ROB CUNNINGHAM: Absolutely, those measures and others. There are a series of measures that can be put in place and you have our full support.


TAMMY MARTIN: Thank you for that. Have there been continuous meetings or ongoing meetings - like I said, I spoke with Dr. Strang and I understood him to be the go-between on this issue with the Department of Health and Wellness. How is that progressing?


ROBERT MACDONALD: Yes, there are ongoing conversations with Dr. Strang and with all the officials within the Department of Health and Wellness that this comes under their purview. From our point of view - the Lung Association - we’re going to be proactive. I know we were kind of touching on education and a comprehensive tobacco control strategy. Is that something we should revisit? Potentially, yes.


A year ago, we had a tobacco control symposium. We had over 70 stakeholders from all the departments and from the Health Authorities - they need to be included in this as well. So yes, we’re working closely with them.


ROB CUNNINGHAM: Just to add in terms of your prior question about the cause of the problem - it’s very much the commercial interests that can be held accountable and responsible. The major tobacco companies are now the dominant players in the e-cigarette business. Juul is a corporate affiliate of Philip Morris. The brand, Vype, is a brand of Imperial Tobacco Canada. The brand, Logic, is of JTI-Macdonald.


These are companies that have this long history, documented in internal documents of the Supreme Court of Canada that say they have targeted underage youth. They have been the masters of successfully getting kids to start - to replace those smokers who quit and those smokers who die.


We’re troubled by what we’re seeing. We’re seeing, in a way, a repeat of what was going on 40 years ago with the tobacco companies in terms of their marketing strategies, in terms of their public relations campaigns, in terms of their lobbying. We’ve seen how we can put public health first to protect our kids, to respond to these companies whose interest is not the health of kids. They need kids as long-term, addicted customers; it’s very good financially for them. We need to be able to respond - we have in the past, and we can do so quickly once again.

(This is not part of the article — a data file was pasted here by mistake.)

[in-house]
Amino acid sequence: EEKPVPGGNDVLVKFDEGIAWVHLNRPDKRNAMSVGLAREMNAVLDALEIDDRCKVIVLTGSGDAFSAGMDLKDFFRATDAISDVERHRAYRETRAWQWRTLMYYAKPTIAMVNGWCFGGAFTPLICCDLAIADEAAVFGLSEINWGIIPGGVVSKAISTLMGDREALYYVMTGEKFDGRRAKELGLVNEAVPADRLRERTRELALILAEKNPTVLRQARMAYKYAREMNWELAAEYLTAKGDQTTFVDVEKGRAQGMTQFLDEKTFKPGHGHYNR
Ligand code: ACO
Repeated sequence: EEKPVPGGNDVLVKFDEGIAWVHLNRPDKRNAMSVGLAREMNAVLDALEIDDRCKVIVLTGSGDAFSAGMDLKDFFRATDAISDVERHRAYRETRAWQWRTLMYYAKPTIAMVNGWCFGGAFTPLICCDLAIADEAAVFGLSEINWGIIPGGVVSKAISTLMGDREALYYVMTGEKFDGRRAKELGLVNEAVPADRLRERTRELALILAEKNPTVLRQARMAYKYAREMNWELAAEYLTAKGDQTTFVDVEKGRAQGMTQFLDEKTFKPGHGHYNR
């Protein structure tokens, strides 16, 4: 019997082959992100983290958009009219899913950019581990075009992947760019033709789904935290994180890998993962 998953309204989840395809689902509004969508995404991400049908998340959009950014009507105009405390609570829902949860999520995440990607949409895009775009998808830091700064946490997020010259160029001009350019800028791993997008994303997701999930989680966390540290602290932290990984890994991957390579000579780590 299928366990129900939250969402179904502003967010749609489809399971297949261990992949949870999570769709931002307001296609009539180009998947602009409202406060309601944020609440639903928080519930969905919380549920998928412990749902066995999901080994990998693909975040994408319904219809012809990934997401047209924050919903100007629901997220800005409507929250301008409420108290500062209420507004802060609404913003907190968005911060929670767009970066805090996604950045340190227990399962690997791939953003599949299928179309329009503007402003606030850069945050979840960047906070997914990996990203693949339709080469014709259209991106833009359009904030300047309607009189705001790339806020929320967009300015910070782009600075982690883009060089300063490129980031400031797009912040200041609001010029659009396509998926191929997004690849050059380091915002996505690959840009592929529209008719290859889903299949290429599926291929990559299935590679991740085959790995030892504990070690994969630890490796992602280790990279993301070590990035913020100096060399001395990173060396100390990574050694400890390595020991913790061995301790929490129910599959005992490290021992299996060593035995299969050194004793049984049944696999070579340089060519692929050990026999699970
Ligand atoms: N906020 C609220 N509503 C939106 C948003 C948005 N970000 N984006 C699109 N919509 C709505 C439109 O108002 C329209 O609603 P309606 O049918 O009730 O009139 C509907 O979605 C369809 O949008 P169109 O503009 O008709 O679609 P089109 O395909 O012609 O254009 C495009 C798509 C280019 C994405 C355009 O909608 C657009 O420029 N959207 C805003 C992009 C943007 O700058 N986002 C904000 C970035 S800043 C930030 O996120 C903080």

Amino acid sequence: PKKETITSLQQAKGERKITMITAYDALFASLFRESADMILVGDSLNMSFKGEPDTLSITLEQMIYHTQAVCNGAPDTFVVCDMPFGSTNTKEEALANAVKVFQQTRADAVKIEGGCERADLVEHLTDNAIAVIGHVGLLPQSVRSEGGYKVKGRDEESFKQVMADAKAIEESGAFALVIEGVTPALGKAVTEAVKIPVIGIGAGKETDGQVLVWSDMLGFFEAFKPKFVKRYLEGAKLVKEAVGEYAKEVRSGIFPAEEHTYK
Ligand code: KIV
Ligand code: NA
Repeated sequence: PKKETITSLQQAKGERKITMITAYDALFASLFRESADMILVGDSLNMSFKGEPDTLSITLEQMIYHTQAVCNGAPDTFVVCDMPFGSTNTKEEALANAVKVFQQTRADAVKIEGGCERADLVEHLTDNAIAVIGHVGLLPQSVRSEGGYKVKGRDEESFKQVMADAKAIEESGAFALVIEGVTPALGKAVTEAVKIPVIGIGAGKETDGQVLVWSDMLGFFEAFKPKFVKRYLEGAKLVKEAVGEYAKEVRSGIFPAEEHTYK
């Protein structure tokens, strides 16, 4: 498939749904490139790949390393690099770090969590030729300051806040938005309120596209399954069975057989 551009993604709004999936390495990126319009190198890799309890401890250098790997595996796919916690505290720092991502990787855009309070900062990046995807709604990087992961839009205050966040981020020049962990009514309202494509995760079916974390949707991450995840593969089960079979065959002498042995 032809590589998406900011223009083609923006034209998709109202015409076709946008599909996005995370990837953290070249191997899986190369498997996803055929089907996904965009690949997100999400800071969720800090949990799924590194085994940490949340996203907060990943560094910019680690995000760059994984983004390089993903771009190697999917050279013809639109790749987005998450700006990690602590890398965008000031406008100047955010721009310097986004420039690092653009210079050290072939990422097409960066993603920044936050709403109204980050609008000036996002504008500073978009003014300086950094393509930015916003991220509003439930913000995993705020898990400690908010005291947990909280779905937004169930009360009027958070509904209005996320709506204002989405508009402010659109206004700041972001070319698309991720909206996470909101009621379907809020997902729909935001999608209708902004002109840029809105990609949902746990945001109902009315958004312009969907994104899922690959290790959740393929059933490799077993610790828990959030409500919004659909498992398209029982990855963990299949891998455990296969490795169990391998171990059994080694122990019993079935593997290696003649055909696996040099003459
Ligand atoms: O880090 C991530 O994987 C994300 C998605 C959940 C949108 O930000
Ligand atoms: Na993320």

TAMMY MARTIN: It’s funny that you say that because we had a request from both a convenience store group and Imperial Tobacco to appear today to provide information, and immediately our caucus said no because we believe that’s the problem. We believe that’s the root of the problem. We don’t need to hear why they need to continue to make or sell. We need to hear what we need to do to stop it. I think, at the end of the day, it is big business.


[1:45 p.m.]


Sadly, the legislation could come relatively quickly, I would think. With that, what role do the schools have in helping this and promoting this? I’ve heard, just since the event down the street, that some kids go into the washroom and vape on their way to another class. It sets me back to when I was in high school and the seniors used to smoke in the bathroom then. Are the schools involved? Do you have any outreach with them?


ROBERT MACDONALD: I, too, attended that event - the MLA dinner hosted by the Cancer Society - and it was beneficial to us as we had a conversation with the Minister of Education and Early Childhood Development; we’re going to be having a meeting with him to see what can be done and how we can get into the schools. There’s a lot of pressures put on the school to get information out, so a strategic approach needs to be done on that as well. Education is very important - this is where our students are, our youth.


We’ve worked with our colleagues in British Columbia - the British Columbia Lung Association - and they’ve created a vaping tool kit. We’re looking at that and modifying it for a Nova Scotia approach where it’s focused on not only students, but educating parents and educators, as well. We’re in that process and we’re working on that as well.


KELLY CULL: As you know, we at the Cancer Society have continued to work very closely with the students at Millwood High School who - I agree with your sentiment - were very, very impressive and continue to be very, very engaged on vaping and tobacco. We will continue to work with them to move some different things forward over the course of the coming months.